Karen:  For years and years, I’d been thinking about writing some kind of love letter to Scotland. And for years and years, I’ve loved and re-read my favourite childhood series, ‘Little House on the Prairie’, and had my husband badger me endlessly to write something along those lines, since I was so passionate about it. Every now and then I’d wonder how I might bring one or other of those projects to life… then one day I had the lightbulb moment, and realised I could combine the two, following my little Scottish heroine’s adventures on her island home, and her yearning to travel to America, the destination of many Scottish emigres of the time.

Tanya:  Like Little House, Little Bird Flies shows how communities living simple and relatively hand-to-mouth existences can be over-whelmed and pushed out by wealthier people with new ideas. Why does this history interest you?

Karen:  When I was young, my family regularly visited the many castles of Scotland, as well as famous sites like the battlefield of Culloden. Because of these visits, I fell in love with history hard. But I was always most keen to know about the lives of ordinary people. Yes, the luxury of the grander rooms of the castles was interesting, but I wanted to know about the nursemaid, the cook, where the servants worked, ate and slept. At the battleground, I wasn’t so interested in the whys and wherefores, or Bonnie Prince Charlie and the Duke of Cumberland. I keep thinking of the ordinary men – young and old – who’d been ordered from their farms to fight, who’d left behind mothers, wives, children. Were they pleased to go and do their duty? Or terrified? Did they worry how on earth their families back home would survive without them?
And ordinary people’s voices are not the ones that tend to be recorded for posterity, so I suppose I felt that I was giving a voice to one ‘ordinary’ girl in what was an anything but ordinary life.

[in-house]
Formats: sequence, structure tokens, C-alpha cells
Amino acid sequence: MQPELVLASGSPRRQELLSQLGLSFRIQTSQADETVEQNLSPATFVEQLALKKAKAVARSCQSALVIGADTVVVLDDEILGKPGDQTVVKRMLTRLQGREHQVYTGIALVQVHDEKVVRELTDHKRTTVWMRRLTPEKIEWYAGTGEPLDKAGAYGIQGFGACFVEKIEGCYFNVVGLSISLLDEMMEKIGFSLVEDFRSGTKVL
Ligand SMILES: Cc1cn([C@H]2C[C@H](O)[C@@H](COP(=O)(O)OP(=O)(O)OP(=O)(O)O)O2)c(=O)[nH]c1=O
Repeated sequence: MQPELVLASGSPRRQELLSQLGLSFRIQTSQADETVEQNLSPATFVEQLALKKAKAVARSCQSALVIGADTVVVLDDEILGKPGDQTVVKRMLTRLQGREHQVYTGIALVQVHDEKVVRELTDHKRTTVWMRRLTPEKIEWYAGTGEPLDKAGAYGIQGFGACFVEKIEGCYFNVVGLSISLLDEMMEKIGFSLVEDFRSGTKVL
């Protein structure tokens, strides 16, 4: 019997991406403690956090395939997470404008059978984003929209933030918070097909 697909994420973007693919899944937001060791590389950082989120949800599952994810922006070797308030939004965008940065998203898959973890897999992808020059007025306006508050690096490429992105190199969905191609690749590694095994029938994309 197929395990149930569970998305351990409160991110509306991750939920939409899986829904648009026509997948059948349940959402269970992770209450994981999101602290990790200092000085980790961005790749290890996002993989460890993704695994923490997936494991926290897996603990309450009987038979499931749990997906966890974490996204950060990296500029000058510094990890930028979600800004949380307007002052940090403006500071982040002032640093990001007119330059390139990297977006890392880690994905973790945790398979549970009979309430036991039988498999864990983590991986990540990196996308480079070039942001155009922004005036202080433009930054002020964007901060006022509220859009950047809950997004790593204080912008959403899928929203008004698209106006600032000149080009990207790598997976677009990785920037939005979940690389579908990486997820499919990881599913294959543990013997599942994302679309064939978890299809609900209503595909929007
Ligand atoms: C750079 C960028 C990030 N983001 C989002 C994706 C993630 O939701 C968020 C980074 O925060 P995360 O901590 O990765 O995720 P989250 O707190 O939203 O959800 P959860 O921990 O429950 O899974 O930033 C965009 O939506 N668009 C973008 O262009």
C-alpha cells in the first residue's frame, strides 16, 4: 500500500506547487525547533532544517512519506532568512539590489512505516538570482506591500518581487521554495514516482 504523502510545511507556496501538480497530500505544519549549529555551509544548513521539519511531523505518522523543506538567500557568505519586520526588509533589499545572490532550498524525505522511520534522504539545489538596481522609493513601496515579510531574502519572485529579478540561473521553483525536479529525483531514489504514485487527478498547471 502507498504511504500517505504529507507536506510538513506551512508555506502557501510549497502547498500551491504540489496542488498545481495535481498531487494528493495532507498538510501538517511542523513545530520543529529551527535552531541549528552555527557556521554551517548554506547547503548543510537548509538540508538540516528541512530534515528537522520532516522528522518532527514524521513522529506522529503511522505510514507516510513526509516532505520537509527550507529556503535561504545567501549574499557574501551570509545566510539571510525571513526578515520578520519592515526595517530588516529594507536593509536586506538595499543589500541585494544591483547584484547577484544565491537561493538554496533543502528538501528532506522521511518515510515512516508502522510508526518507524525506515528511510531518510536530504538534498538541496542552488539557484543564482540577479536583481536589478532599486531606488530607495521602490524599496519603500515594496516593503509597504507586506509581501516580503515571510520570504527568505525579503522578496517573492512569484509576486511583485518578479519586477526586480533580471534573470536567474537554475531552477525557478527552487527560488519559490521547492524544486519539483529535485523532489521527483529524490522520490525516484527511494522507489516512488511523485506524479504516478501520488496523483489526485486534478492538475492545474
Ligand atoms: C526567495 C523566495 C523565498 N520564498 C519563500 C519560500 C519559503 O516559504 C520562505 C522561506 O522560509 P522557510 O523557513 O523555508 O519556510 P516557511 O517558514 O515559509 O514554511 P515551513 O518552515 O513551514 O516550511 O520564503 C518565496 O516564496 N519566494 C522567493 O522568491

Tanya:  Can you give us a little insight into what life holds for Little Bird once she gets to America and how her life compares with that of the Ingalls family as they cross America seeking a better life?

Karen:  You know something strange? I had a very definite plan in mind for Bridie and her family once they got to America, but when I sat down to write ‘Little Bird Lands’, my research took me in a totally different (physical) direction. It was as if Bridie had a plan of her own, and I was just helping her get there!
little bird blogphoto for tanya

Thank you so much, Karen, for taking the time to appear on my blog today.

I believe that Little Bird Flies is an important and beautifully written book that everyone should read.  Fortunately, publisher Nosy Crow agree with me and have let me offer a copy in a give-away.  To be in with a chance of winning, please comment on this blog or retweet my tweet at @TanyaEfthymiou.  I will choose a winner at random at the end of the blog tour – 19th January.

Little Bird Flies – Written by Karen McCombie. Published 10 January 2019 by Nosy Crow.     Illustrations by Jasu Hu and with map by Hannah Horn.

A Chase in Time by Sally Nicholls

A-Chase-In-Time-213778-1-456x701Within just twenty pages of this book I found myself transported in time – to the age of about 9 or 10 when I encountered time travel and portals with Philippa Pearce’s now classic ‘Tom’s Midnight Garden’.  There the clock in Tom’s Aunt’s hallway strikes 13 and takes Tom to the Victorian garden, whereas here it is the old mirror in Great Aunt Joanna’s hallway which transports Alex and Ruby Pilgrim back in time to 1912.

I love the way that author Sally Nicholls has made reference to the changes which the children observe – clothing, food, manners, even jobs – and believe that this is helpful to younger readers in appreciating the way that the same house can be so different in different eras.

The story itself is a great adventure, rattling along at a happy pace, with fire, theft and a car chase among the marvellous occurrences. The siblings are drawn in to the family life within the great house where they befriend youngsters their own age, and meet Atherton and Mary on the eve of their wedding. This young couple are used to the unexpected befalling them on their travels and are not panicked by meeting time travellers or near-disaster – their strength of character is admirable.